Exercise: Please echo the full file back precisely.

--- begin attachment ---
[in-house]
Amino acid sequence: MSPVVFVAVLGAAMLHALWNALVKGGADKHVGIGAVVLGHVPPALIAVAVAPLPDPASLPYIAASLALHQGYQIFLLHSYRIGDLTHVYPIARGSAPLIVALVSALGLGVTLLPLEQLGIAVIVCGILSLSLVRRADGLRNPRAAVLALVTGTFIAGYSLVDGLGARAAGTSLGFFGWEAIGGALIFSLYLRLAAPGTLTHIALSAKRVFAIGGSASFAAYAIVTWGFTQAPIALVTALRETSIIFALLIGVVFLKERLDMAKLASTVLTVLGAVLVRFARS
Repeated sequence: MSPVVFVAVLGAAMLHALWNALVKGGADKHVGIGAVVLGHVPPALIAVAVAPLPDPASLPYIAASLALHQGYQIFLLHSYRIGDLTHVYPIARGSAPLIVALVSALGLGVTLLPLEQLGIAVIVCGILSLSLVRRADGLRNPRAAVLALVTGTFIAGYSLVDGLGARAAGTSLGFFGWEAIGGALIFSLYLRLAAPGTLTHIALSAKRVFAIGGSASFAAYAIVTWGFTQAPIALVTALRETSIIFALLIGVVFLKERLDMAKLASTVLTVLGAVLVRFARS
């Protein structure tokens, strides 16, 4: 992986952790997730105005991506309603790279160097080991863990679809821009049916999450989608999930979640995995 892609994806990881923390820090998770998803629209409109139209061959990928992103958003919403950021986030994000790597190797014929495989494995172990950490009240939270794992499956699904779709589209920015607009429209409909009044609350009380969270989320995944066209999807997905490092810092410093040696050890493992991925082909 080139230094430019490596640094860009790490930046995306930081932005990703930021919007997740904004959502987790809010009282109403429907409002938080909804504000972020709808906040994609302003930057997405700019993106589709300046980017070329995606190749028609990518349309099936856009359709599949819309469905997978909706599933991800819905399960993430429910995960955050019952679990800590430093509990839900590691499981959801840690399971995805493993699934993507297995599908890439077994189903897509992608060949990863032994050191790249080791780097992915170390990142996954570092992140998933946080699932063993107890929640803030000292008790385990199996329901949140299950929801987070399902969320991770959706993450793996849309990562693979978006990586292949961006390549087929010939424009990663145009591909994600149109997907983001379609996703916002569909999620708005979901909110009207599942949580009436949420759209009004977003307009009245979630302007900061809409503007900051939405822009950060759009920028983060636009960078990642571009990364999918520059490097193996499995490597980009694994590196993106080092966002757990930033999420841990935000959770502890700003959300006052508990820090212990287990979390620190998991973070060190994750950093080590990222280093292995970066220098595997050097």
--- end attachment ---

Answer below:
[in-house]
Amino acid sequence: MSPVVFVAVLGAAMLHALWNALVKGGADKHVGIGAVVLGHVPPALIAVAVAPLPDPASLPYIAASLALHQGYQIFLLHSYRIGDLTHVYPIARGSAPLIVALVSALGLGVTLLPLEQLGIAVIVCGILSLSLVRRADGLRNPRAAVLALVTGTFIAGYSLVDGLGARAAGTSLGFFGWEAIGGALIFSLYLRLAAPGTLTHIALSAKRVFAIGGSASFAAYAIVTWGFTQAPIALVTALRETSIIFALLIGVVFLKERLDMAKLASTVLTVLGAVLVRFARS
Repeated sequence: MSPVVFVAVLGAAMLHALWNALVKGGADKHVGIGAVVLGHVPPALIAVAVAPLPDPASLPYIAASLALHQGYQIFLLHSYRIGDLTHVYPIARGSAPLIVALVSALGLGVTLLPLEQLGIAVIVCGILSLSLVRRADGLRNPRAAVLALVTGTFIAGYSLVDGLGARAAGTSLGFFGWEAIGGALIFSLYLRLAAPGTLTHIALSAKRVFAIGGSASFAAYAIVTWGFTQAPIALVTALRETSIIFALLIGVVFLKERLDMAKLASTVLTVLGAVLVRFARS
């Protein structure tokens, strides 16, 4: 992986952790997730105005991506309603790279160097080991863990679809821009049916999450989608999930979640995995 892609994806990881923390820090998770998803629209409109139209061959990928992103958003919403950021986030994000790597190797014929495989494995172990950490009240939270794992499956699904779709589209920015607009429209409909009044609350009380969270989320995944066209999807997905490092810092410093040696050890493992991925082909 080139230094430019490596640094860009790490930046995306930081932005990703930021919007997740904004959502987790809010009282109403429907409002938080909804504000972020709808906040994609302003930057997405700019993106589709300046980017070329995606190749028609990518349309099936856009359709599949819309469905997978909706599933991800819905399960993430429910995960955050019952679990800590430093509990839900590691499981959801840690399971995805493993699934993507297995599908890439077994189903897509992608060949990863032994050191790249080791780097992915170390990142996954570092992140998933946080699932063993107890929640803030000292008790385990199996329901949140299950929801987070399902969320991770959706993450793996849309990562693979978006990586292949961006390549087929010939424009990663145009591909994600149109997907983001379609996703916002569909999620708005979901909110009207599942949580009436949420759209009004977003307009009245979630302007900061809409503007900051939405822009950060759009920028983060636009960078990642571009990364999918520059490097193996499995490597980009694994590196993106080092966002757990930033999420841990935000959770502890700003959300006052508990820090212990287990979390620190998991973070060190994750950093080590990222280093292995970066220098595997050097």